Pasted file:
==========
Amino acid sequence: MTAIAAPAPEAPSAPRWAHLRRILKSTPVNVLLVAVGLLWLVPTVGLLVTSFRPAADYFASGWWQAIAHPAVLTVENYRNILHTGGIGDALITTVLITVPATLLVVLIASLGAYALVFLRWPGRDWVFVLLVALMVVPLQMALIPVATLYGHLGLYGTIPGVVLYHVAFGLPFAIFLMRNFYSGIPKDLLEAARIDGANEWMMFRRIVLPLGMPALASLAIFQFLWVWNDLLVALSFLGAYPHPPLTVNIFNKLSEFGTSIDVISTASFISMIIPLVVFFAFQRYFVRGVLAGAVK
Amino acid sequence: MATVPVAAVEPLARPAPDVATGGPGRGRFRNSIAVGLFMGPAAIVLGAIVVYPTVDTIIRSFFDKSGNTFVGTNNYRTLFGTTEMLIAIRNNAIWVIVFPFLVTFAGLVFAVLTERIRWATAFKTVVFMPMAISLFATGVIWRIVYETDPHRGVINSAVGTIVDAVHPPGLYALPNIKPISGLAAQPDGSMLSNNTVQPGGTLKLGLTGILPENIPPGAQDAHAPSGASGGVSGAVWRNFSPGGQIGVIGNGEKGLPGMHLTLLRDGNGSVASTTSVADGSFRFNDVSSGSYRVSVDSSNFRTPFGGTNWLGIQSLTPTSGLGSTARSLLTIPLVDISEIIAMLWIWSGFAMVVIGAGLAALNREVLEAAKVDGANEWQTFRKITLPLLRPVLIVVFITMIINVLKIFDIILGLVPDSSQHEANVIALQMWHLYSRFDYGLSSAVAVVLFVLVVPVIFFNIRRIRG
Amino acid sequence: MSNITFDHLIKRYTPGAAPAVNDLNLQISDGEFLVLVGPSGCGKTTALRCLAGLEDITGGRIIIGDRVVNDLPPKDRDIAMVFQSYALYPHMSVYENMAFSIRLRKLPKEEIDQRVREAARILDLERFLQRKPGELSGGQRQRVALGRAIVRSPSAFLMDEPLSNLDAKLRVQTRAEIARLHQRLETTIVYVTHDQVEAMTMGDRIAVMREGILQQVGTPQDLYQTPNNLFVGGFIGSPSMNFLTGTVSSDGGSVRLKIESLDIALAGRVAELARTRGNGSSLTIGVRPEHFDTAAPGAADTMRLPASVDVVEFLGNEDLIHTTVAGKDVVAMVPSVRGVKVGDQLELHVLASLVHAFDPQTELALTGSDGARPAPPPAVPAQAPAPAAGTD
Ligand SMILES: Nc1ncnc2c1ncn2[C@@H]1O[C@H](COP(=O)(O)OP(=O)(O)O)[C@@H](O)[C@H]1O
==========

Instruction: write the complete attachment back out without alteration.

Amino acid sequence: MTAIAAPAPEAPSAPRWAHLRRILKSTPVNVLLVAVGLLWLVPTVGLLVTSFRPAADYFASGWWQAIAHPAVLTVENYRNILHTGGIGDALITTVLITVPATLLVVLIASLGAYALVFLRWPGRDWVFVLLVALMVVPLQMALIPVATLYGHLGLYGTIPGVVLYHVAFGLPFAIFLMRNFYSGIPKDLLEAARIDGANEWMMFRRIVLPLGMPALASLAIFQFLWVWNDLLVALSFLGAYPHPPLTVNIFNKLSEFGTSIDVISTASFISMIIPLVVFFAFQRYFVRGVLAGAVK
Amino acid sequence: MATVPVAAVEPLARPAPDVATGGPGRGRFRNSIAVGLFMGPAAIVLGAIVVYPTVDTIIRSFFDKSGNTFVGTNNYRTLFGTTEMLIAIRNNAIWVIVFPFLVTFAGLVFAVLTERIRWATAFKTVVFMPMAISLFATGVIWRIVYETDPHRGVINSAVGTIVDAVHPPGLYALPNIKPISGLAAQPDGSMLSNNTVQPGGTLKLGLTGILPENIPPGAQDAHAPSGASGGVSGAVWRNFSPGGQIGVIGNGEKGLPGMHLTLLRDGNGSVASTTSVADGSFRFNDVSSGSYRVSVDSSNFRTPFGGTNWLGIQSLTPTSGLGSTARSLLTIPLVDISEIIAMLWIWSGFAMVVIGAGLAALNREVLEAAKVDGANEWQTFRKITLPLLRPVLIVVFITMIINVLKIFDIILGLVPDSSQHEANVIALQMWHLYSRFDYGLSSAVAVVLFVLVVPVIFFNIRRIRG
Amino acid sequence: MSNITFDHLIKRYTPGAAPAVNDLNLQISDGEFLVLVGPSGCGKTTALRCLAGLEDITGGRIIIGDRVVNDLPPKDRDIAMVFQSYALYPHMSVYENMAFSIRLRKLPKEEIDQRVREAARILDLERFLQRKPGELSGGQRQRVALGRAIVRSPSAFLMDEPLSNLDAKLRVQTRAEIARLHQRLETTIVYVTHDQVEAMTMGDRIAVMREGILQQVGTPQDLYQTPNNLFVGGFIGSPSMNFLTGTVSSDGGSVRLKIESLDIALAGRVAELARTRGNGSSLTIGVRPEHFDTAAPGAADTMRLPASVDVVEFLGNEDLIHTTVAGKDVVAMVPSVRGVKVGDQLELHVLASLVHAFDPQTELALTGSDGARPAPPPAVPAQAPAPAAGTD
Ligand SMILES: Nc1ncnc2c1ncn2[C@@H]1O[C@H](COP(=O)(O)OP(=O)(O)O)[C@@H](O)[C@H]1O